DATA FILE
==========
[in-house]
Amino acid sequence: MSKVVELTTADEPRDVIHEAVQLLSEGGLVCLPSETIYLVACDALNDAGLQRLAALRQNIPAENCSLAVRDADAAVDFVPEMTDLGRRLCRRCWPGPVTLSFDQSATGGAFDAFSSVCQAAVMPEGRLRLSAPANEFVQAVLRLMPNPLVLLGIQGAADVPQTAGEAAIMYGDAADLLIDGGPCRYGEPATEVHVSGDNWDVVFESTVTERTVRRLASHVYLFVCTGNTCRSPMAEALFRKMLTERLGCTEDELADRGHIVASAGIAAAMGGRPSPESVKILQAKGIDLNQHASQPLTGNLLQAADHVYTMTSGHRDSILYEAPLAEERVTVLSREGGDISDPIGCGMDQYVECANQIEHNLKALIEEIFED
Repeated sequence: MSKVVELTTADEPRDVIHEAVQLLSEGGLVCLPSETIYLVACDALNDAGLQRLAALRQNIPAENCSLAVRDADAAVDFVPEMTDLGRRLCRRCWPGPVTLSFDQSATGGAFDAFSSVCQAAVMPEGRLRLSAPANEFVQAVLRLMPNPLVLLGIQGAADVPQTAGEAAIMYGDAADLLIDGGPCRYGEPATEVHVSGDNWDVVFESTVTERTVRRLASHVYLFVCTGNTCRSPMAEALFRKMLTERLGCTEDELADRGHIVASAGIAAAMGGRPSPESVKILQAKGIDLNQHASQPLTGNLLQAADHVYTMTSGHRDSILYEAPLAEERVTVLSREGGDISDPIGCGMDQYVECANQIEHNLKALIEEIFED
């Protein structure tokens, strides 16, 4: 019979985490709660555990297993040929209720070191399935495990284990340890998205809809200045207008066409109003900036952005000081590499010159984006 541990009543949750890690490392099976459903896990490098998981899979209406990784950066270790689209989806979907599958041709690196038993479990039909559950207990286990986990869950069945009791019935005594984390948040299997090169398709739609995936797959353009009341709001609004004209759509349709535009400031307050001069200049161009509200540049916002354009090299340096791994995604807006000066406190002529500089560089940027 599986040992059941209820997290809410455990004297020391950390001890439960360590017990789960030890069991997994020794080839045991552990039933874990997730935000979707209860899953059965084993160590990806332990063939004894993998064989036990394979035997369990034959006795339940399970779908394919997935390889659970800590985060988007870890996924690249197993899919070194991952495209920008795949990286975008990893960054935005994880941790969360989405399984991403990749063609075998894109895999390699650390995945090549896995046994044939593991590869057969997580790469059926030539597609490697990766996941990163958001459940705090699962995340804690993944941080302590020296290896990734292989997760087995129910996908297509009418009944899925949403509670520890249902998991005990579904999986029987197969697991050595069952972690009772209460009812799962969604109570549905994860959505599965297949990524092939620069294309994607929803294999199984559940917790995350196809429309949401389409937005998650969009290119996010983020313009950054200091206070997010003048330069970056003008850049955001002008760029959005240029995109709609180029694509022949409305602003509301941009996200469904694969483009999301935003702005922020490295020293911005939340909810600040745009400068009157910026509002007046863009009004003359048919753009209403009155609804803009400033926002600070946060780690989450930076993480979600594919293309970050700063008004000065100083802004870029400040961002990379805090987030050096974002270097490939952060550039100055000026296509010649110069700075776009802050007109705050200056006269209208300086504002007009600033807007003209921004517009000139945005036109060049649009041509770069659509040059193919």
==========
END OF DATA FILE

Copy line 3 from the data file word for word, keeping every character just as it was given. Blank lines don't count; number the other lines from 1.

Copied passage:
Repeated sequence: MSKVVELTTADEPRDVIHEAVQLLSEGGLVCLPSETIYLVACDALNDAGLQRLAALRQNIPAENCSLAVRDADAAVDFVPEMTDLGRRLCRRCWPGPVTLSFDQSATGGAFDAFSSVCQAAVMPEGRLRLSAPANEFVQAVLRLMPNPLVLLGIQGAADVPQTAGEAAIMYGDAADLLIDGGPCRYGEPATEVHVSGDNWDVVFESTVTERTVRRLASHVYLFVCTGNTCRSPMAEALFRKMLTERLGCTEDELADRGHIVASAGIAAAMGGRPSPESVKILQAKGIDLNQHASQPLTGNLLQAADHVYTMTSGHRDSILYEAPLAEERVTVLSREGGDISDPIGCGMDQYVECANQIEHNLKALIEEIFED